Syphilis is a sexually transmitted disease caused by the bacterium Treponema pallidum. It can be transmitted when someone comes into direct contact with a syphilis sore. If left untreated, syphilis can cause blindness, organ and nervous system damage.
Transmission Of Syphilis
Syphilis is typically contracted through the genitals, mouth, or broken skin. The disease is particularly contagious during the primary and secondary stages when sores, ulcers, or a rash are present.
The symptoms of syphilis present in four stages: primary, secondary, latent, and tertiary. Each stage carries different symptoms.
A Closer Look At The Four Stages Of Syphilis
The primary stage occurs 2 - 12 weeks after exposure. A smooth, hard, often painless sore, known as a chancre, develops on the genitals or mouth. The sore will heal after 3 - 6 weeks, but the person will remain infectious. If left untreated, the disease progresses to the secondary stage.
The secondary stage emerges about one to six months after the syphilis sore has healed. This phase often begins with a non-itchy rash covering the entire body, accompanied by symptoms like fever, fatigue, wart-like sores, muscle aches, weight loss, headaches, hair loss, and swollen lymph nodes. If left untreated, the infection will ascend to the latent stage.
The latent stage is characterised by the disappearance of external signs or symptoms of syphilis, but the infection continues internally, affecting the heart, bones, nerves, and other organs. This stage can span up to 20 years, and without treatment, the infection may advance to the final stage.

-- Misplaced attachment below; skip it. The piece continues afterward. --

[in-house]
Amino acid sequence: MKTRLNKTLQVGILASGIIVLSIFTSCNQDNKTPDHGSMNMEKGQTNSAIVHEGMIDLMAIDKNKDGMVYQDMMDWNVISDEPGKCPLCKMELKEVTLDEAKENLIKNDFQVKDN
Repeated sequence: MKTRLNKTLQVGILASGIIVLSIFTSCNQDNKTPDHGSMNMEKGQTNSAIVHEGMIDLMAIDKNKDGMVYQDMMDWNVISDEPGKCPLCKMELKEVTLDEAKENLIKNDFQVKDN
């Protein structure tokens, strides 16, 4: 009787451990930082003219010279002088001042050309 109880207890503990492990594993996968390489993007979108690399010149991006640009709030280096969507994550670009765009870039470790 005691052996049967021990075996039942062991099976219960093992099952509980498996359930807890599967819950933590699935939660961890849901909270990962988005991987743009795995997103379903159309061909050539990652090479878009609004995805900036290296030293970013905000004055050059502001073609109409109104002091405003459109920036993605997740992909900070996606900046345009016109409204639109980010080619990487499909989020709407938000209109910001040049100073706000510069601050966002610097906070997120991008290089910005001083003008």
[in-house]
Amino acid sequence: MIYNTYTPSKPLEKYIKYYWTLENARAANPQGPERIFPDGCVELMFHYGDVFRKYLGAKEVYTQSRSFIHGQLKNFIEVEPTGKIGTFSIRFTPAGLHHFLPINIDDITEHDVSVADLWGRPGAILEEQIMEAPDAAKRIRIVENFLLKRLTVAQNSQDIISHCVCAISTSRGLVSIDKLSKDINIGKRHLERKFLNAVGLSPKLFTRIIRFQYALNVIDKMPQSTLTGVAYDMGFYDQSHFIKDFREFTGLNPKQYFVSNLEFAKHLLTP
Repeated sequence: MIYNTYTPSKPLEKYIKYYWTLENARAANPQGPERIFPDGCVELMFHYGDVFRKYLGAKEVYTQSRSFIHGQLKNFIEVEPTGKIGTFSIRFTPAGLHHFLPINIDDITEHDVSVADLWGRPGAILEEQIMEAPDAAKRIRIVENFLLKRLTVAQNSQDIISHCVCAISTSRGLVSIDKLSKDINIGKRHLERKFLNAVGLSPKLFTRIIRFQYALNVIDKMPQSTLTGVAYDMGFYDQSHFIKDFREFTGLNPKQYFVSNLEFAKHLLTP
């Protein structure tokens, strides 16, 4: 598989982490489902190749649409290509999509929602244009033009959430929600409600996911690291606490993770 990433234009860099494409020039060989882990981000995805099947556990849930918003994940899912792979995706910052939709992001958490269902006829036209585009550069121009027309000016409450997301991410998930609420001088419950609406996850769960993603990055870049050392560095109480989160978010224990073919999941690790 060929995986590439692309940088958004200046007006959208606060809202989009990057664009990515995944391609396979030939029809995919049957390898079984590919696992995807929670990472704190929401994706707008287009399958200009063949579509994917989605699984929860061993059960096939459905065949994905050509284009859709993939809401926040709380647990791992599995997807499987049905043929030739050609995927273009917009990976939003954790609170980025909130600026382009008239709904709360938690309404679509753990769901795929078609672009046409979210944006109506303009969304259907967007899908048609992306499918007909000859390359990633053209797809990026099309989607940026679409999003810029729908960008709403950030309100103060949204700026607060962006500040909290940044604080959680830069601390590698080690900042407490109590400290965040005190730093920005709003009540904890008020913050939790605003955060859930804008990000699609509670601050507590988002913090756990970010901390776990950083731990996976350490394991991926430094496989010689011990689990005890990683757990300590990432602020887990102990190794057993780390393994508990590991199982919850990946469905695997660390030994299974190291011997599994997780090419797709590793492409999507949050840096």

The final, or tertiary stage, is where severe health issues gradually arise. Approximately 20% of untreated syphilis patients reach this stage, typically 10 - 30 years after the initial infection. Complications at this stage include brain damage, heart disease, movement disorders, nerve damage, seizures, and vision problems, including blindness.
Congenital Syphilis And Pregnancy
Syphilis can also pass from a pregnant woman to her unborn child, resulting in congenital syphilis. This can cause serious issues like premature birth, low birth weight, miscarriage, umbilical cord issues or stillbirth.
Keeping in mind the dangers of congenital syphilis, healthcare providers will typically do a screening for sexually transmitted diseases during prenatal visits.
Diagnosis And Treatment For Syphilis
A healthcare provider will conduct a physical examination, checking the genitals, anus, and the rest of the patient’s body for signs of the disease, like sores or a rash. They might also collect fluid samples from any sores or draw a blood sample for testing.
Treatment for syphilis typically involves antibiotics, administered via injections, tablets, or capsules. Syphilis can be treated at any stage of the disease, but the damage incurred in the latter stages might be irreversible. Safe and effective antibiotic treatment is available for pregnant women diagnosed with syphilis.
If you’ve been diagnosed with syphilis, it is important to notify all current and previous sexual partners, so that they can also get tested and treated for syphilis.